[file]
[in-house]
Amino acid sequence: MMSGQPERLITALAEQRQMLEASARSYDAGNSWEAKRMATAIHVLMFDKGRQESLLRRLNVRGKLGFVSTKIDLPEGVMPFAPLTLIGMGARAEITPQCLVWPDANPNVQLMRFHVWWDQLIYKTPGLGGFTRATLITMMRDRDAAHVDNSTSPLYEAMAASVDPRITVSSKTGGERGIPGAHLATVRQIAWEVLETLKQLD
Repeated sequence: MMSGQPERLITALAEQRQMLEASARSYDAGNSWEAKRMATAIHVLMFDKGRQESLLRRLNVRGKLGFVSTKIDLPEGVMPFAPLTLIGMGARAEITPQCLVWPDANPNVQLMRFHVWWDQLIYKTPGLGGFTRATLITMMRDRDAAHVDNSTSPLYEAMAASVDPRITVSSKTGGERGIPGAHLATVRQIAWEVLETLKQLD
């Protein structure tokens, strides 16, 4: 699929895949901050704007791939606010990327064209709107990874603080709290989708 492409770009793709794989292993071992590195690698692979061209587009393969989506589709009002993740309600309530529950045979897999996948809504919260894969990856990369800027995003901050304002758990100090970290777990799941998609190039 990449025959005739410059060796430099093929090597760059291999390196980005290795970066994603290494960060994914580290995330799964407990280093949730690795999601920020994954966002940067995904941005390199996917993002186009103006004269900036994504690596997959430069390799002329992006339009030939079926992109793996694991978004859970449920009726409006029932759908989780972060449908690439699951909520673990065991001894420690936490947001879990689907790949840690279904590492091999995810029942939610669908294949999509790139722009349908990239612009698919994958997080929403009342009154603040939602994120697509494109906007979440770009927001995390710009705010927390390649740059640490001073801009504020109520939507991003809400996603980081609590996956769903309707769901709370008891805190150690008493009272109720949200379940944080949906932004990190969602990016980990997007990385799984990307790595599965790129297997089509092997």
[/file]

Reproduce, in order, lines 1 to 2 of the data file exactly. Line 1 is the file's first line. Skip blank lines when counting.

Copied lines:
[in-house]
Amino acid sequence: MMSGQPERLITALAEQRQMLEASARSYDAGNSWEAKRMATAIHVLMFDKGRQESLLRRLNVRGKLGFVSTKIDLPEGVMPFAPLTLIGMGARAEITPQCLVWPDANPNVQLMRFHVWWDQLIYKTPGLGGFTRATLITMMRDRDAAHVDNSTSPLYEAMAASVDPRITVSSKTGGERGIPGAHLATVRQIAWEVLETLKQLD